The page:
There is so much conflicting and confusing information out there when it comes to health. This makes it so hard to recognize what information to believe and apply to your own life in the hopes of improving health and longevity. This is a guide to help you get clear on where or what you should be prioritizing in your own life.
While there are many definitions for what “Health” means our favourite is definition is “the ability to adapt and self-manage in the face of social, physical and emotional challenges”. This is such a powerful definition with the emphasis on self-management which is why we have adopted it here at Adaptive Strength. We strongly believe that the best person to be responsible for your health and longevity is you and self-management is key. This guide aims to give power to you!
With this in mind, our priorities for health and longevity are as follows:
- Engage in regular physical activity that meets/exceeds current guidelines
- Maintain a healthy bodyweight and body composition
- Get sufficient durations of high-quality sleep
- Avoid smoking and the use/abuse of other addictive substances
- Seek medical care for a limited set of routinely monitored check’s
- Learn about and apply self-management strategies for pain
- Develop and maintain meaningful social connections with others
Below we have touched and given a brief overview on each key point to give you a good starting point. This is not meant as the ultimate resource but rather a good starting guide.
Engage in regular physical activity
Physical inactivity is a major health problem worldwide and is the fourth greatest global risk factor for death according to the world health organisation behind high blood pressure, tobacco use and elevated blood sugar. Unfortunately, in Australia according to the Australian Institute of Health and Welfare (AIHW) in 2018 only 23% of adults met the physical activity guidelines. Shockingly only 12% of children and 2% of adolescents met the physical activity and screen-based behaviour guidelines.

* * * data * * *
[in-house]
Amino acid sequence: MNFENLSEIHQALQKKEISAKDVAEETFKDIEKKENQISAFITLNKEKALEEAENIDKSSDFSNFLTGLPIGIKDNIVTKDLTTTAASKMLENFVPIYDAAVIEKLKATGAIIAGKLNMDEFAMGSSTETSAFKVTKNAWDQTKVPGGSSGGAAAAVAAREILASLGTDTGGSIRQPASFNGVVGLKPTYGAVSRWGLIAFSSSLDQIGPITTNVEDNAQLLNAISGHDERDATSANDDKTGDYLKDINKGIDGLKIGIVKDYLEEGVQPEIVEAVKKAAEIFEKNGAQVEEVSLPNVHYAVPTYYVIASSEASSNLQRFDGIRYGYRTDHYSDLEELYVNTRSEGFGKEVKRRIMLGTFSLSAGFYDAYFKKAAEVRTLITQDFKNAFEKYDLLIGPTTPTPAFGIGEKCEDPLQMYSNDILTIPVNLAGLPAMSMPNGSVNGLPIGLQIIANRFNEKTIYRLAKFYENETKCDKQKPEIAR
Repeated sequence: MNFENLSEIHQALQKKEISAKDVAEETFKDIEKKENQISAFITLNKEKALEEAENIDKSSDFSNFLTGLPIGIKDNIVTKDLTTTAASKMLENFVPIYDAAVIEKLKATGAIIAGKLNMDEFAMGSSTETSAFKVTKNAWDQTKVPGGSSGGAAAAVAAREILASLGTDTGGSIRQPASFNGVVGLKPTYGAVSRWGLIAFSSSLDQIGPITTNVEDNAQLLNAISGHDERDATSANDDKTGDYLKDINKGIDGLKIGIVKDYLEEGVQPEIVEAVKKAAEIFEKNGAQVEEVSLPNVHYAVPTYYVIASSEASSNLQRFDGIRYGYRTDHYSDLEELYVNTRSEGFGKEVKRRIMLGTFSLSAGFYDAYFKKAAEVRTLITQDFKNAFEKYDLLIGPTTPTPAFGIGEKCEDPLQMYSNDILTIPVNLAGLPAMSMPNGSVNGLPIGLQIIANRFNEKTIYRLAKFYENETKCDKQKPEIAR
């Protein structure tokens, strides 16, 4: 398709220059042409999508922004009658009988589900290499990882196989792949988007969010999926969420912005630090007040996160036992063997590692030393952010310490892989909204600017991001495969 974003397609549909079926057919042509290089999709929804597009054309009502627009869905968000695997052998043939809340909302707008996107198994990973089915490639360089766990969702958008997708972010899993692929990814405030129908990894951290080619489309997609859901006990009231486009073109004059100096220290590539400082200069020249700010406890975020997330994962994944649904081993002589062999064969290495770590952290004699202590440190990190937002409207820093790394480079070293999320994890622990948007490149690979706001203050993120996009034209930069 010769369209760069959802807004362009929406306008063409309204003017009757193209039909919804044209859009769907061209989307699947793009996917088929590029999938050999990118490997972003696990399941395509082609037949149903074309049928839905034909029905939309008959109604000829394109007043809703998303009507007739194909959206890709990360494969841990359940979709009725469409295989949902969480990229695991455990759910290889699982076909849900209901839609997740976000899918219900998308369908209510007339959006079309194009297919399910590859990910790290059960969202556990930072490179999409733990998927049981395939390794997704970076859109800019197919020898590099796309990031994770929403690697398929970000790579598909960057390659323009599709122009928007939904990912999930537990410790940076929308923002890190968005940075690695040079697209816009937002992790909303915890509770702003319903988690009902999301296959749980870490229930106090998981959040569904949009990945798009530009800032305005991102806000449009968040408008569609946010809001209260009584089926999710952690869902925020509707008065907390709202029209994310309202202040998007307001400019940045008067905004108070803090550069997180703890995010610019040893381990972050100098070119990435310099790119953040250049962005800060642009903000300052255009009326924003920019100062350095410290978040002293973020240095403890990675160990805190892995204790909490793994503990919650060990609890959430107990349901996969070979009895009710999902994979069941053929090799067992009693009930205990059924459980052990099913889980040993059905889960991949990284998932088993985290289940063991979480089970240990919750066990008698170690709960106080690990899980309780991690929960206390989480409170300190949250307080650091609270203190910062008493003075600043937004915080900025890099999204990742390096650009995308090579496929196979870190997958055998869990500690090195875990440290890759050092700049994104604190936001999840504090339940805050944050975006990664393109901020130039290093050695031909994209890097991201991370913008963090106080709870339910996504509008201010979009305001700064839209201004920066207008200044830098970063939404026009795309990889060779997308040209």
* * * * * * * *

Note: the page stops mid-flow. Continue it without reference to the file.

Current Physical Activity guidelines for all individuals should meet and/or exceed the following:
- 150 to 300 minutes per week of moderate-intensity aerobic work
- 75 to 150mins per week of vigorous-intensity aerobic physical activity and;
- Resistance training of moderate intensity involving all major muscle groups on 2 or more days per week
Individuals meeting both the aerobic and strength training components of these guidelines have better health outcomes across a range of conditions, including obesity, high blood pressure, diabetes and a number of other conditions as well.
Maintain a healthy bodyweight and composition:
Overweight and obesity are characterized by excess body fat that can negatively affect health. Worldwide, obesity has nearly tripled since 1975 and in Australia, it is estimated that by 2030, nearly 1 in 2 adults will have obesity. While many carry excess body fat many individuals carry too little muscle mass as well. Nutrition changes can have a powerful effect on both these conditions.
Excess bodyfat is ultimately the result of an imbalance between energy intake and energy expenditure. While many different “camps” blame a single thing such as carbohydrates, animals foods, hormones, sugar, or others, there is never one isolated cause of obesity. It is always a complex process influenced by the interaction of a variety of biological, psychological, and social/environmental factors that need to be addressed.
We recommend a measurement of waist circumference as a quick and easy way to determine if you may be carrying excess body fat.
|Male Waist Circumference||Female Waist Circumference||Health Risk|
|Less than 94cm||Less than 80cm||No increased Health Risk|
|94-101cm||81-88cm||Increased Health Risk|
|Greater then 102cm||Greater than 88cm||Significantly increased health risk|